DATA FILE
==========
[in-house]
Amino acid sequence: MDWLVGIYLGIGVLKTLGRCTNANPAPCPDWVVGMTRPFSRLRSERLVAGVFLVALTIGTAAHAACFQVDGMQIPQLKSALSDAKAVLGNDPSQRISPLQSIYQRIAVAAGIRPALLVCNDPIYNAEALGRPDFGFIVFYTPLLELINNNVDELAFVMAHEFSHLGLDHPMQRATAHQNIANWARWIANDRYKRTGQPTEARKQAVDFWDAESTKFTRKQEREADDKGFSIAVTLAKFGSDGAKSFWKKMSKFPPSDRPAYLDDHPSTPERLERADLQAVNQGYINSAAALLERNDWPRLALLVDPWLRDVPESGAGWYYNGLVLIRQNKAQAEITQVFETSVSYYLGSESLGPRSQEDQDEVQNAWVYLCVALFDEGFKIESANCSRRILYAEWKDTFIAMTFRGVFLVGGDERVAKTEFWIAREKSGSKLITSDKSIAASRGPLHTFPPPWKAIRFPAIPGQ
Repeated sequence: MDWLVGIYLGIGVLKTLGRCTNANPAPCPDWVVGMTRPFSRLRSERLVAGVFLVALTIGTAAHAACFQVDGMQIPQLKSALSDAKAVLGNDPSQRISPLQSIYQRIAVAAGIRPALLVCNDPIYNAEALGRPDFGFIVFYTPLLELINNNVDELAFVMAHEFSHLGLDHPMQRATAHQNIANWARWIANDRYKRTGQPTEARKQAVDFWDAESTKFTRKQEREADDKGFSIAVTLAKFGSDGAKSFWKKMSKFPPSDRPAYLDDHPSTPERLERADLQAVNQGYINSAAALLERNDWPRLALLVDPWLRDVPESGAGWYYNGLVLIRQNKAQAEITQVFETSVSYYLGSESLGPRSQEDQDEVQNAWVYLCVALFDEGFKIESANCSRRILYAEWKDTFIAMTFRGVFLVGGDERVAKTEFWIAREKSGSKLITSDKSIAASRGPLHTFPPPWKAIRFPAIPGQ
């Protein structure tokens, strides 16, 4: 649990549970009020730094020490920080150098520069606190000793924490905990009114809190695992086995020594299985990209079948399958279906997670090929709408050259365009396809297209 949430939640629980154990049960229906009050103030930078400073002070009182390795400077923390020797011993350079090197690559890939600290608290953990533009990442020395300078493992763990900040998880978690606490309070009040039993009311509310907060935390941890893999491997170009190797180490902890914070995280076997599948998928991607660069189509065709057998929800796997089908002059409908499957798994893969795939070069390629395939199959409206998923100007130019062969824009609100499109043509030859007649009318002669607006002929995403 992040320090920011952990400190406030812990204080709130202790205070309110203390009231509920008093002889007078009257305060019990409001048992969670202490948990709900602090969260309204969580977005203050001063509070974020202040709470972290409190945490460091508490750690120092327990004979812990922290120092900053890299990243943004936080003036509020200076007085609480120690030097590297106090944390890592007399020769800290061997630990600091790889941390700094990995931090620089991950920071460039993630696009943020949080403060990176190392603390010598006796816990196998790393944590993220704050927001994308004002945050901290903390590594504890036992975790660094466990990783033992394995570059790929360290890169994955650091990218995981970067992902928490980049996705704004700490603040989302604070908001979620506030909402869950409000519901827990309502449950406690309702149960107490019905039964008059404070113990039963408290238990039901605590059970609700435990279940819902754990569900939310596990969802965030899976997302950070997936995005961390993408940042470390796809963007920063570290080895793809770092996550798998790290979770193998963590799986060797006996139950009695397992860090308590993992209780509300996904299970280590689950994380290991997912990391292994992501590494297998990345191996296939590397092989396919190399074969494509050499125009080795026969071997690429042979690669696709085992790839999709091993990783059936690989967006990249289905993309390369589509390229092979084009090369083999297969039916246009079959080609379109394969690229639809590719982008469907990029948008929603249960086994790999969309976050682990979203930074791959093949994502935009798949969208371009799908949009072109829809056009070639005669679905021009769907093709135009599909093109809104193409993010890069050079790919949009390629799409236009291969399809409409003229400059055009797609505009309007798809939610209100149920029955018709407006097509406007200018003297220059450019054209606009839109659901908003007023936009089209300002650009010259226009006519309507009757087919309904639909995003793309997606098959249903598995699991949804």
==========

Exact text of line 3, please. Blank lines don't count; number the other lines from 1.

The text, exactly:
Repeated sequence: MDWLVGIYLGIGVLKTLGRCTNANPAPCPDWVVGMTRPFSRLRSERLVAGVFLVALTIGTAAHAACFQVDGMQIPQLKSALSDAKAVLGNDPSQRISPLQSIYQRIAVAAGIRPALLVCNDPIYNAEALGRPDFGFIVFYTPLLELINNNVDELAFVMAHEFSHLGLDHPMQRATAHQNIANWARWIANDRYKRTGQPTEARKQAVDFWDAESTKFTRKQEREADDKGFSIAVTLAKFGSDGAKSFWKKMSKFPPSDRPAYLDDHPSTPERLERADLQAVNQGYINSAAALLERNDWPRLALLVDPWLRDVPESGAGWYYNGLVLIRQNKAQAEITQVFETSVSYYLGSESLGPRSQEDQDEVQNAWVYLCVALFDEGFKIESANCSRRILYAEWKDTFIAMTFRGVFLVGGDERVAKTEFWIAREKSGSKLITSDKSIAASRGPLHTFPPPWKAIRFPAIPGQ